However, this is not a universally magic recipe. For example, I’ve been complaining about the negative toxins from Kentucky 31 fescue for better than 20 years. For a long time it has been commonly recommended to simply add clover to your fescue to weaken the effects of the endophyte. It sounded like a good idea but I am not aware of high success if this is your main approach to dealing with toxic- endophyte fescue. Legumes drop their leaves in the mid to late fall when fescue really gets to taking over in many locations. Nitrogen application often multiplies fescue’s negatives. The cattle consume the legumes in late April and May and leave the fescue to grow nearly pure stands. Frost or the lack of it is a key.

To have real, long-term success with cattle and fescue, you’ll need to do these things.

  • Reduce of fescue to 30% dry matter growth and consumption.

  • Increase energy and dry matter with C4 grasses that stand in the winter.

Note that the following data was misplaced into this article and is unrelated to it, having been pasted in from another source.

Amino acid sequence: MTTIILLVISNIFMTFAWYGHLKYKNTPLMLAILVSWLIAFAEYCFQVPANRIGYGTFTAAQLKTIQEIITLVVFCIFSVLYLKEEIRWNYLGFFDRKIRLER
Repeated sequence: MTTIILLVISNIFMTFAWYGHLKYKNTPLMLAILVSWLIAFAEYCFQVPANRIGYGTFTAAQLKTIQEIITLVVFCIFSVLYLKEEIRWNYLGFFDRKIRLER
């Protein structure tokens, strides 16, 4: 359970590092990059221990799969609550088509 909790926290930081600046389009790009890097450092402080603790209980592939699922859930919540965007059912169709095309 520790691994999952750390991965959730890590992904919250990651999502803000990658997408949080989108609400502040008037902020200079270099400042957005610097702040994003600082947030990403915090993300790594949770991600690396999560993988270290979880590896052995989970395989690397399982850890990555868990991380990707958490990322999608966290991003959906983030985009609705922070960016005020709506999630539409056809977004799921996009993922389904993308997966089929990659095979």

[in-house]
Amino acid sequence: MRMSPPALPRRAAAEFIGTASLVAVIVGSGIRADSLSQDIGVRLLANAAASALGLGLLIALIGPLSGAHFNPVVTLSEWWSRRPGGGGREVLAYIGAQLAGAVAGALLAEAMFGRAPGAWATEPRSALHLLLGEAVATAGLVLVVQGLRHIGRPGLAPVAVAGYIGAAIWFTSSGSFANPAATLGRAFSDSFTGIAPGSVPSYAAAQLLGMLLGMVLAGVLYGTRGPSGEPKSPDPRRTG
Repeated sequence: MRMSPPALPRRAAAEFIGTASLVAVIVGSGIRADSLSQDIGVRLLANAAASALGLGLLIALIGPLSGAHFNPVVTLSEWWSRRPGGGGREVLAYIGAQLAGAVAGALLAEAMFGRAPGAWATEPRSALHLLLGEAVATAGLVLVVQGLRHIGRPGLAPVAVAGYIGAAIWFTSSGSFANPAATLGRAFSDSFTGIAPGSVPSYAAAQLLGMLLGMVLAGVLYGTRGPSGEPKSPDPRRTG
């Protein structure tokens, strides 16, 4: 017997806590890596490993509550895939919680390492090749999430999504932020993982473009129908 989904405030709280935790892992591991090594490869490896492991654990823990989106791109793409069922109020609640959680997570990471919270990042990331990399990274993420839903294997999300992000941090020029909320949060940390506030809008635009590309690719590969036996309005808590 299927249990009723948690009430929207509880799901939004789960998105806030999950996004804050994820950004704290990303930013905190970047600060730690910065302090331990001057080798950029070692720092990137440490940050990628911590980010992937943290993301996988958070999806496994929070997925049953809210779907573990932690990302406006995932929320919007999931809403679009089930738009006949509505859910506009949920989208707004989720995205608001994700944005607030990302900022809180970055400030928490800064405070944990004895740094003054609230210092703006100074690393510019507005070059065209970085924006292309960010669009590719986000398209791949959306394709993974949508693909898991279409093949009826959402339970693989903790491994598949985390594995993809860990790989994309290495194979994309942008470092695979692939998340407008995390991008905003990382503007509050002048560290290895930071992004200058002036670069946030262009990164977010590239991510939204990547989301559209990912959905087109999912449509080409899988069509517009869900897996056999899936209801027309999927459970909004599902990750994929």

• Increase in the percentage of plantain and other forbs, herbs and brassicas.

  • Increased energy (TDN) reduces the negative effects of excess non-protein nitrogen (NPN). Nitrogen application increases NPN in cool-season grasses and plants.

  • Increasing plant diversity decreases vasodilation in the cattle and helps neutralize toxins including endophytes.

  • Increasing soil health, organic matter and mineralization increases plant energy levels.

North of a line that begins at about the Arkansas-Missouri border fescue commonly goes dormant and turns brown to white for six to eight weeks, starting around Christmas. South of there is often a different world. Brown fescue has a lot less endophyte and also less non-protein nitrogen (NPN), which can be toxic under some circumstances.

It is paramount that we study and learn and gain more understanding of natural systems.

A good piece of nutritious and delicious beef is the result of the proper execution of natural model principles. You’ll need to follow these principles to achieve that highest-quality beef.

  1. Run acclimated cattle that are easy-keeping.